Florida Child’s Death on Christmas Highlights the Importance of Child Safety in Cars
A car accident is difficult enough without also having to deal with news that a child died as a result.
Unfortunately, that’s exactly what happened to one Florida boy who turned nine on Christmas day: Isaac Santillan was the unfortunate victim of a crash at the intersection of Sunrise and Cortez boulevards at 4:30am. The 2005 Toyota Corolla — driven by his father, who was not technically his legal guardian — crashed into an unoccupied car, parked off the road.
Two others in the car are also now in critical condition as a result of the accident. Reportedly, Santillan’s father was speeding and, as a result had a difficult time making a turn, when he crashed into the parked vehicle.
Car Accidents Killing Too Many Children
Sadly, motor vehicle injuries are still a leading cause of death amongst children in the United States. In 2015 alone, more than 660 children 12 years old or younger died in car crashes, with more than 120,000 injured in 2014. More than 618,000 children in that same age group were found riding in cars without the use of child safety measures just in one year, and 35 percent of those that died in 2015 crashes did not even have seatbelts on.
Preventing Injuries & Fatalities for Children in Cars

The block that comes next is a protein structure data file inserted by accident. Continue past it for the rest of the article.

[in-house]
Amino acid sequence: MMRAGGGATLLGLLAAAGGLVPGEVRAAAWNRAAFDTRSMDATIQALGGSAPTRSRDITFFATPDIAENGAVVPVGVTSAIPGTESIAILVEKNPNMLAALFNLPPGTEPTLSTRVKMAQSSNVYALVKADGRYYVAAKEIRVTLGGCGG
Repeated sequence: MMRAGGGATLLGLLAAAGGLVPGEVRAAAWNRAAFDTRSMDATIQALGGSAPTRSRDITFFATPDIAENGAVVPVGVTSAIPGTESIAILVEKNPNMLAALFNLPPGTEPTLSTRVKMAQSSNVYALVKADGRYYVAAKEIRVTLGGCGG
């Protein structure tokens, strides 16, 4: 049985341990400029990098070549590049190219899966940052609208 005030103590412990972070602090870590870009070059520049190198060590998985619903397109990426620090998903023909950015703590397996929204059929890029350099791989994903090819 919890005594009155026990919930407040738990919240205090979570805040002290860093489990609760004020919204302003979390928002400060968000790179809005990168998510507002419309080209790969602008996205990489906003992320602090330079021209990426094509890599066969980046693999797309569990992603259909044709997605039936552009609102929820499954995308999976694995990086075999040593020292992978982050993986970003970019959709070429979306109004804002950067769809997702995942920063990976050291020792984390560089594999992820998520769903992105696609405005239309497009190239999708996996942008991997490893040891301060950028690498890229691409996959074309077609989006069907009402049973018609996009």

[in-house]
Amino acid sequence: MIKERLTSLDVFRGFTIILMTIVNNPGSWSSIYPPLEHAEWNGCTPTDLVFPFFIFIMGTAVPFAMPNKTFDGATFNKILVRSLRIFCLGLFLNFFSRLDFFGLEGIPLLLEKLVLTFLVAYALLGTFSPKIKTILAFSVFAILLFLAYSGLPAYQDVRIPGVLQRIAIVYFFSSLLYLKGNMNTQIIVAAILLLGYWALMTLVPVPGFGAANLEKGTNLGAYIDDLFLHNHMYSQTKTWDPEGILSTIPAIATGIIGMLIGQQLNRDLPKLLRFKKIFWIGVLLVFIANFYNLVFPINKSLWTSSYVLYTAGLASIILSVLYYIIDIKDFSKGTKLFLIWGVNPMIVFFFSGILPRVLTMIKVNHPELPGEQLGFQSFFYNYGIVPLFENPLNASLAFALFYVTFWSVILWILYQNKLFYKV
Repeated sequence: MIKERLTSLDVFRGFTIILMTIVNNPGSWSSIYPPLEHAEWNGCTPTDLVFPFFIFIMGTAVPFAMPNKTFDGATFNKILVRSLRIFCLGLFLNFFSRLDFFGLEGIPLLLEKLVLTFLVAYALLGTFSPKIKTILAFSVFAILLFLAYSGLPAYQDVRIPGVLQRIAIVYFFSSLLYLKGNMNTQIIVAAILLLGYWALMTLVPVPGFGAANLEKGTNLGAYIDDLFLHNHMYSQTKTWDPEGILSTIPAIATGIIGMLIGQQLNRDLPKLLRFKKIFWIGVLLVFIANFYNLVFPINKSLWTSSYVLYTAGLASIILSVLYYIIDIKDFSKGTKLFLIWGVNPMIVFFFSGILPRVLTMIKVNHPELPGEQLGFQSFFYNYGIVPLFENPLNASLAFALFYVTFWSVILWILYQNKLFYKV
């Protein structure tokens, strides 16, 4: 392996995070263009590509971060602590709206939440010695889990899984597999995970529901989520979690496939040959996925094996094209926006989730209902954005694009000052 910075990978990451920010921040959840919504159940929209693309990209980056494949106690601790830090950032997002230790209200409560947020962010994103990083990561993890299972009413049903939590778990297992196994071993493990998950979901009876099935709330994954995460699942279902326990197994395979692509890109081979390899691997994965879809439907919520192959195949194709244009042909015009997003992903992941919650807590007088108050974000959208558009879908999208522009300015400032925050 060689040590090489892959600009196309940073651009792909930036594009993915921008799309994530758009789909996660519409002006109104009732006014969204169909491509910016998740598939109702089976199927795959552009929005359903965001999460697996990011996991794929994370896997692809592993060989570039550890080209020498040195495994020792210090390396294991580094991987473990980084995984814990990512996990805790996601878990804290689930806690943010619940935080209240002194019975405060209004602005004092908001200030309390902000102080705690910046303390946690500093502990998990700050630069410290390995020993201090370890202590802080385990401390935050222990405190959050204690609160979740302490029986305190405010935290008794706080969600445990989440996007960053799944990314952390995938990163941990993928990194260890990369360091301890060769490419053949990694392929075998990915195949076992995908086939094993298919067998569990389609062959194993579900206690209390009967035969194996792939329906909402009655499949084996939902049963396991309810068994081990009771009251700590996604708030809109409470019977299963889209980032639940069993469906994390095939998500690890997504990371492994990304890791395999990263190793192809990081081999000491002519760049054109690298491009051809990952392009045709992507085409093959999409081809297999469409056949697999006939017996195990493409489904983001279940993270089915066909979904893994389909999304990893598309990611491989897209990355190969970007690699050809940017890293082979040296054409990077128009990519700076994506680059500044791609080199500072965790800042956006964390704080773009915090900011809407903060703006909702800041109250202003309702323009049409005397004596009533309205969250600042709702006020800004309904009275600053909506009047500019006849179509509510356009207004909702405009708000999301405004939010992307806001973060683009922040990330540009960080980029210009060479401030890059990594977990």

According to the Centers for Disease Control and Prevention (CDC), buckling children into age-appropriate seats and seat belts reduces serious and fatal injuries by more than half for them. Car seats specifically reduce the risk of death in car accidents by 71 percent for infants and 54 percent for toddlers between the ages of one and four.
The following is a list of recommendations from the CDC based upon the child’s age:
- Birth through age two: children should be buckled into a rear-facing car seat in the back seat;
- Ages two through five: switch to a forward-facing car seat in the back seat;
- Ages five until ready to wear a seatbelt: once that a child outgrows the forward-facing seat in the back, they should be placed in a booster seat until a seat belt fits them properly (still in the back seat for optimal protection); and
- All children ages 12 and under should always be buckled in the back seat. Note that airbags deploying in the front seat can kill children within this age range.
Florida Car Accident Attorneys
Even if you are the safest driver out on the road, another driver can hit you and ruin everything. One accident can change everything, especially when children are involved.
If you or a loved one has been the victim of a car accident, contact our experienced Fort Lauderdale car accident lawyers at Friedland & Associates today. We are here to help.